The case for shorting stocks ahead of the debate

Investing playbook for the presidential debate
Jim Paulsen: What the market needs to rally
Where did the fear go?

Investors ought to lean to the short side of the market heading into Monday night's presidential debate, according to strategist Neil Azous of Rareview Macro, who sees the stakes as particularly high for the eagerly anticipated meeting of Hillary Clinton and Donald Trump.

"Unlike the adage 'one stock a market does not make,' our view is that 'one debate an election can make,'" Azous wrote in a Sunday note to clients, going on to predict that "this event will dictate asset prices over the next 72 hours more than any other catalyst."

Azous has a specific call on how the debate will shake out, writing that "we can see how Trump wins the debate, but have a hard time seeing how he loses it," given that "every time he got lambasted in the primary debates ... he polled BETTER in the days that followed."

Even if the debate, and the polling reaction to it, merely continue to make a Trump win appear a cogent possibility, the market reaction could be intense.

Azous says that professional asset managers are destined to reduce their long exposure to stocks, or to institute hedges, merely "on account of being responsible." To explain this, Azous hearkens back to how the United Kingdom's vote to leave the European Union surprised pollsters and markets alike.

"Being caught with your pants down once like everyone else is forgivable by an investor, but being caught with your pants down twice in a four-month period makes you irresponsible, and prone to your assets under management being redeemed for poor risk controls," the strategist wrote.

Translation: If Trump wins the election, professional asset managers who see big losses as a result will have a hard time explaining to clients how they missed the signs, particularly if Trump does well in the first debate — and especially if the same thing happened around the so-called Brexit vote.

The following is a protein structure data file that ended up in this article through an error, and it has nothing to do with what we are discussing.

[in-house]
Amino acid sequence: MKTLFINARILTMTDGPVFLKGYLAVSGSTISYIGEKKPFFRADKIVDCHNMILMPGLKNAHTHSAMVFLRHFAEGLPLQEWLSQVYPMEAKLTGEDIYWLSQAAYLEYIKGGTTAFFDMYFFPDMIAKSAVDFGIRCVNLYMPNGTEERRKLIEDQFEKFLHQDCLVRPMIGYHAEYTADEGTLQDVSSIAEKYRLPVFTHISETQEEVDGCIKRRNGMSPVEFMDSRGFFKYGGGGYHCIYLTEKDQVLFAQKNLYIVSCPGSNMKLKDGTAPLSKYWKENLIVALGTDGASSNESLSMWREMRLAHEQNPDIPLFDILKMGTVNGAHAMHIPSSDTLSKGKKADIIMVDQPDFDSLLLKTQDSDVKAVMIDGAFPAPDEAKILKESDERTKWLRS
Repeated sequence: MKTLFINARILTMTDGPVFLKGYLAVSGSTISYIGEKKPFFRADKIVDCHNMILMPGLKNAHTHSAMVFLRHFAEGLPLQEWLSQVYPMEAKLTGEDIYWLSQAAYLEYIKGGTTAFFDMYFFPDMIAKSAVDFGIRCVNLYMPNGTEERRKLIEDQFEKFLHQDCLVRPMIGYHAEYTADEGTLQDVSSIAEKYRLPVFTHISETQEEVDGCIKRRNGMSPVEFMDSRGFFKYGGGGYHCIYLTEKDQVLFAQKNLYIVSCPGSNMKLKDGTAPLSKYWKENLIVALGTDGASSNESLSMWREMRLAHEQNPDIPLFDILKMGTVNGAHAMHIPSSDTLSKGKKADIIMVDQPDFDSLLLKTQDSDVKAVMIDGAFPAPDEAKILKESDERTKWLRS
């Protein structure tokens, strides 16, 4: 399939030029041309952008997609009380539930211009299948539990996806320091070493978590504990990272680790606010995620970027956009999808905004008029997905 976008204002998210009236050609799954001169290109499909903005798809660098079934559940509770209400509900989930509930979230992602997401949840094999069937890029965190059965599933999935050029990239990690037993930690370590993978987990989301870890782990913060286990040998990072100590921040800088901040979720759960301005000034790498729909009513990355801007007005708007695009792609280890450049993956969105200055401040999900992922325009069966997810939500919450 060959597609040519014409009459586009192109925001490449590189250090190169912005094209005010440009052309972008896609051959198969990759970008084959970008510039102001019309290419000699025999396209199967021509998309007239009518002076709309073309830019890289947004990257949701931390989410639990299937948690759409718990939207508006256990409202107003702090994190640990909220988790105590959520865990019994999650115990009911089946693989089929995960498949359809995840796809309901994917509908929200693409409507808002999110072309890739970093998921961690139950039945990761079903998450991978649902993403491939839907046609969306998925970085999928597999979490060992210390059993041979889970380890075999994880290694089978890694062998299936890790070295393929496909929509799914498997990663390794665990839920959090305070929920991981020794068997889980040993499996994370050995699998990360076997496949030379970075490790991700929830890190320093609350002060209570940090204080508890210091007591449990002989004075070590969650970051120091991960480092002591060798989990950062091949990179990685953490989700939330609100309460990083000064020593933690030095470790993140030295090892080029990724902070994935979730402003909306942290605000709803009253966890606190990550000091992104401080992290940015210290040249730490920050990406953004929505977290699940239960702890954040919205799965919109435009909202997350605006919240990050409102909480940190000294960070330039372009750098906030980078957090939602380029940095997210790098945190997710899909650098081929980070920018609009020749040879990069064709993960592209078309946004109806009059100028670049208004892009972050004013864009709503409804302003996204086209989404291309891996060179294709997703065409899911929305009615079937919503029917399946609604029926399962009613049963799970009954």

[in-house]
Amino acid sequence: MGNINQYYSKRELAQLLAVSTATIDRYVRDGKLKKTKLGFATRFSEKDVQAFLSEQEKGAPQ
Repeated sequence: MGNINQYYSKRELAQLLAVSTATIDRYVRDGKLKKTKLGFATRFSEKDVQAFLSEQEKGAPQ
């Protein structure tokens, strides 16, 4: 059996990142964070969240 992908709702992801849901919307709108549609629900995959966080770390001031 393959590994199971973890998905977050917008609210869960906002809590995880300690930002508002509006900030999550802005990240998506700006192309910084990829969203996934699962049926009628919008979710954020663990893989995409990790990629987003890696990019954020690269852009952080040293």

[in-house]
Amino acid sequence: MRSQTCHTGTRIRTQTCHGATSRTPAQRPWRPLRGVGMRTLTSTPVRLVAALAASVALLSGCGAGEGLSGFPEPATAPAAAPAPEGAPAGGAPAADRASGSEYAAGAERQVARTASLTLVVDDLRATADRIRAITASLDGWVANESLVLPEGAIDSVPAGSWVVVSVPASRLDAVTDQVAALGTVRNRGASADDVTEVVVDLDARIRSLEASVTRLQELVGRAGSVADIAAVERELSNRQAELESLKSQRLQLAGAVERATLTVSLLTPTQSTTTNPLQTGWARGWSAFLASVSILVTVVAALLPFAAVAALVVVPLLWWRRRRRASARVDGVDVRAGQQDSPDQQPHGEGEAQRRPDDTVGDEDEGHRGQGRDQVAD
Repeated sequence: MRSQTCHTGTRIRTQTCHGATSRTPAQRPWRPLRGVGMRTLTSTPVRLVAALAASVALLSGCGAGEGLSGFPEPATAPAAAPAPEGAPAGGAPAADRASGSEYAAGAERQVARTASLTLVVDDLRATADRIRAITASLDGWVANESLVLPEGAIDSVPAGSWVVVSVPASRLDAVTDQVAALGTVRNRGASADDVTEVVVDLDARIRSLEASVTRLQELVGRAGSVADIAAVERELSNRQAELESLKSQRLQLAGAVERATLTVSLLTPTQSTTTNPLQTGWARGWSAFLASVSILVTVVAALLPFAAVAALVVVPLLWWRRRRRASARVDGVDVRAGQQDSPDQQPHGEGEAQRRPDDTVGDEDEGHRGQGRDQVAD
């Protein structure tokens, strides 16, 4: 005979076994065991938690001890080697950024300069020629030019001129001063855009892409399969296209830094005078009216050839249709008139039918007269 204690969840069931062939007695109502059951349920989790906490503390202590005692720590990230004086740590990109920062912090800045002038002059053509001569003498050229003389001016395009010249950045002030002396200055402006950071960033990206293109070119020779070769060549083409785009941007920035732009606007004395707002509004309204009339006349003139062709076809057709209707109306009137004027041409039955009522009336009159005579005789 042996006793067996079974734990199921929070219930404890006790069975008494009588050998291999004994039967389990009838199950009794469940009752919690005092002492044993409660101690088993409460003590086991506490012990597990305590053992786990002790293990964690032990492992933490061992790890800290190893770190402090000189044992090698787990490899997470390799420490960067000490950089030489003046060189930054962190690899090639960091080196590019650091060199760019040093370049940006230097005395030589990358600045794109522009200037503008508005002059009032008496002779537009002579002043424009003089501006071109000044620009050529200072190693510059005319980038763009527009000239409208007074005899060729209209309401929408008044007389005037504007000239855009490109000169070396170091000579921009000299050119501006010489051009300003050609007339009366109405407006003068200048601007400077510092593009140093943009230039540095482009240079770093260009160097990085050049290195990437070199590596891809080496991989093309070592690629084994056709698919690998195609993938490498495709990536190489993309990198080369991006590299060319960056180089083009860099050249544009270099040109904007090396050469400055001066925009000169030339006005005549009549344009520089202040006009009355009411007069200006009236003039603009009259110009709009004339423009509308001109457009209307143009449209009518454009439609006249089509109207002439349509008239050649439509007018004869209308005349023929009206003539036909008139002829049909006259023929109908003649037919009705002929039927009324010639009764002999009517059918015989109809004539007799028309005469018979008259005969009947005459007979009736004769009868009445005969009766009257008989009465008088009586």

Interestingly, the candidate himself tweeted in August that "They will soon be calling me MR. BREXIT!" Azous, who is shorting S&P 500 futures in his model portfolio, says money managers ought to take this risk seriously.

Max Wolff, chief economist at Manhattan Venture Partners, similarly discussed a potentially adverse market reaction Friday on CNBC's "Trading Nation," saying that if Trump does well, "the market begins a long overdue process it's more or less refused to do, which is begin to ponder what a Trump presidency looks like."

"Given the uncertainties of someone who's hard to handicap on a number of levels and who doesn't have a long legislative background ... we expect that to be quite negative for overall market sentiment, and we expect the suspension of disbelief to erode rapidly, in the event that Trump is seen to come to a draw or a victory in this particular exchange," Wolff added.

To be sure, not everyone is so concerned. In fact, Convergex strategist Nicholas Colas said Friday on "Trading Nation" that infrastructure and cybersecurity stocks are primed to benefit no matter who is seen as the winner, since both candidates favor increased spending in both areas.

Meanwhile, financial services and energy stocks are "totally up for grabs" given the two candidates' quite different ideas about regulating the two industries, Colas said.

According to poll aggregator Real Clear Politics, Clinton's lead over Trump has fallen to just 2.1 percentage points in a two-way race. Meanwhile, Trump's odds of victory have risen to 48 percent according to FiveThirtyEight's "polls plus" forecast.